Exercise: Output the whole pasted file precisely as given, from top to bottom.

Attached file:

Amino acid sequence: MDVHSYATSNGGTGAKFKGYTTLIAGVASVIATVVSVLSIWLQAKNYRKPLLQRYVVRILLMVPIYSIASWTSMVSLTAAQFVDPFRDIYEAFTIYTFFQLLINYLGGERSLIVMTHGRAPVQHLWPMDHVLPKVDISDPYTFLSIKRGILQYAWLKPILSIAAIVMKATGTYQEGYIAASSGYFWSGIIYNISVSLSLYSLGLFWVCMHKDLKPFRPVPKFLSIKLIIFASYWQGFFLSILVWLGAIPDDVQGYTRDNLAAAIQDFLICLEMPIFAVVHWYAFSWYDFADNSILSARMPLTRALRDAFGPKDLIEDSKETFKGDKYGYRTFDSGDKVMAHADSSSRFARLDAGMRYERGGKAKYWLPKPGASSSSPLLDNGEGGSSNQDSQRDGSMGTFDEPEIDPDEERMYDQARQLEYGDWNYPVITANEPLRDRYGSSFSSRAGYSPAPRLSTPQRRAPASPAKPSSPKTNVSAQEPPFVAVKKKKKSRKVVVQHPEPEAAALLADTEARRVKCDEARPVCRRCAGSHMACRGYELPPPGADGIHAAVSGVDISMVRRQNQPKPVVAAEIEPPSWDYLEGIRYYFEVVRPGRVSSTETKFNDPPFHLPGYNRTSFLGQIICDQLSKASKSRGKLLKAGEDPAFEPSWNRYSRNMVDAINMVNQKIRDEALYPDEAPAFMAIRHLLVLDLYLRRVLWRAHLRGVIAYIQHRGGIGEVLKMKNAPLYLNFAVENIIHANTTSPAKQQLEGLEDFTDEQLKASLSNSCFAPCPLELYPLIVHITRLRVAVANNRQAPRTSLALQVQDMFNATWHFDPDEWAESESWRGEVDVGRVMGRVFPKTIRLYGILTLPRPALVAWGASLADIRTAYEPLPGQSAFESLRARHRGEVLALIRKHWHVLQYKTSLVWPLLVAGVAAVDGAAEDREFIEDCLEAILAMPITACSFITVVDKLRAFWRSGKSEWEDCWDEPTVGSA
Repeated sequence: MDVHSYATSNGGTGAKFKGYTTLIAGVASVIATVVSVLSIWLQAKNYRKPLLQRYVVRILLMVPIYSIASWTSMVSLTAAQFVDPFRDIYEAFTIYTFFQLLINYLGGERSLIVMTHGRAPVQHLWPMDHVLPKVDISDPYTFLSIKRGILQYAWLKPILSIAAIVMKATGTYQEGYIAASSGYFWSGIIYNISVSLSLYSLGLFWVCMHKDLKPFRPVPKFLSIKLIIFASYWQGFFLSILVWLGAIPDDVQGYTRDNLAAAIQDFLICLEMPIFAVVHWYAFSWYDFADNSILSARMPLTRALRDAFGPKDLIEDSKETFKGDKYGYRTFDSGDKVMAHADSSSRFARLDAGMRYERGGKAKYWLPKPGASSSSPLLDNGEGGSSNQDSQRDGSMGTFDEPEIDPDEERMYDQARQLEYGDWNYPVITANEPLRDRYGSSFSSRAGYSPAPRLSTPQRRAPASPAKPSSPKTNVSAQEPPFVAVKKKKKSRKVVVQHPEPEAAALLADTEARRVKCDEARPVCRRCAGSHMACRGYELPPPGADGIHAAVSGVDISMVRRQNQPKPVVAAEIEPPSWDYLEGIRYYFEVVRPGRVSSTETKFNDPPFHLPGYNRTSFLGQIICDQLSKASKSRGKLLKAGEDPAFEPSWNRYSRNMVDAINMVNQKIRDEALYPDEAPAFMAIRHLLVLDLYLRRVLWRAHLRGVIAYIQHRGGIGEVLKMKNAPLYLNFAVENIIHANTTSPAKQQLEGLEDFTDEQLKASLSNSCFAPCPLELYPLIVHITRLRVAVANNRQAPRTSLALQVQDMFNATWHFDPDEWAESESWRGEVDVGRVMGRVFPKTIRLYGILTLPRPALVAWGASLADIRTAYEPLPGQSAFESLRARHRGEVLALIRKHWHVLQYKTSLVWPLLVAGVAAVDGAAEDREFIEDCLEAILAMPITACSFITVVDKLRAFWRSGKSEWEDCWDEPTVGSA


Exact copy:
Amino acid sequence: MDVHSYATSNGGTGAKFKGYTTLIAGVASVIATVVSVLSIWLQAKNYRKPLLQRYVVRILLMVPIYSIASWTSMVSLTAAQFVDPFRDIYEAFTIYTFFQLLINYLGGERSLIVMTHGRAPVQHLWPMDHVLPKVDISDPYTFLSIKRGILQYAWLKPILSIAAIVMKATGTYQEGYIAASSGYFWSGIIYNISVSLSLYSLGLFWVCMHKDLKPFRPVPKFLSIKLIIFASYWQGFFLSILVWLGAIPDDVQGYTRDNLAAAIQDFLICLEMPIFAVVHWYAFSWYDFADNSILSARMPLTRALRDAFGPKDLIEDSKETFKGDKYGYRTFDSGDKVMAHADSSSRFARLDAGMRYERGGKAKYWLPKPGASSSSPLLDNGEGGSSNQDSQRDGSMGTFDEPEIDPDEERMYDQARQLEYGDWNYPVITANEPLRDRYGSSFSSRAGYSPAPRLSTPQRRAPASPAKPSSPKTNVSAQEPPFVAVKKKKKSRKVVVQHPEPEAAALLADTEARRVKCDEARPVCRRCAGSHMACRGYELPPPGADGIHAAVSGVDISMVRRQNQPKPVVAAEIEPPSWDYLEGIRYYFEVVRPGRVSSTETKFNDPPFHLPGYNRTSFLGQIICDQLSKASKSRGKLLKAGEDPAFEPSWNRYSRNMVDAINMVNQKIRDEALYPDEAPAFMAIRHLLVLDLYLRRVLWRAHLRGVIAYIQHRGGIGEVLKMKNAPLYLNFAVENIIHANTTSPAKQQLEGLEDFTDEQLKASLSNSCFAPCPLELYPLIVHITRLRVAVANNRQAPRTSLALQVQDMFNATWHFDPDEWAESESWRGEVDVGRVMGRVFPKTIRLYGILTLPRPALVAWGASLADIRTAYEPLPGQSAFESLRARHRGEVLALIRKHWHVLQYKTSLVWPLLVAGVAAVDGAAEDREFIEDCLEAILAMPITACSFITVVDKLRAFWRSGKSEWEDCWDEPTVGSA
Repeated sequence: MDVHSYATSNGGTGAKFKGYTTLIAGVASVIATVVSVLSIWLQAKNYRKPLLQRYVVRILLMVPIYSIASWTSMVSLTAAQFVDPFRDIYEAFTIYTFFQLLINYLGGERSLIVMTHGRAPVQHLWPMDHVLPKVDISDPYTFLSIKRGILQYAWLKPILSIAAIVMKATGTYQEGYIAASSGYFWSGIIYNISVSLSLYSLGLFWVCMHKDLKPFRPVPKFLSIKLIIFASYWQGFFLSILVWLGAIPDDVQGYTRDNLAAAIQDFLICLEMPIFAVVHWYAFSWYDFADNSILSARMPLTRALRDAFGPKDLIEDSKETFKGDKYGYRTFDSGDKVMAHADSSSRFARLDAGMRYERGGKAKYWLPKPGASSSSPLLDNGEGGSSNQDSQRDGSMGTFDEPEIDPDEERMYDQARQLEYGDWNYPVITANEPLRDRYGSSFSSRAGYSPAPRLSTPQRRAPASPAKPSSPKTNVSAQEPPFVAVKKKKKSRKVVVQHPEPEAAALLADTEARRVKCDEARPVCRRCAGSHMACRGYELPPPGADGIHAAVSGVDISMVRRQNQPKPVVAAEIEPPSWDYLEGIRYYFEVVRPGRVSSTETKFNDPPFHLPGYNRTSFLGQIICDQLSKASKSRGKLLKAGEDPAFEPSWNRYSRNMVDAINMVNQKIRDEALYPDEAPAFMAIRHLLVLDLYLRRVLWRAHLRGVIAYIQHRGGIGEVLKMKNAPLYLNFAVENIIHANTTSPAKQQLEGLEDFTDEQLKASLSNSCFAPCPLELYPLIVHITRLRVAVANNRQAPRTSLALQVQDMFNATWHFDPDEWAESESWRGEVDVGRVMGRVFPKTIRLYGILTLPRPALVAWGASLADIRTAYEPLPGQSAFESLRARHRGEVLALIRKHWHVLQYKTSLVWPLLVAGVAAVDGAAEDREFIEDCLEAILAMPITACSFITVVDKLRAFWRSGKSEWEDCWDEPTVGSA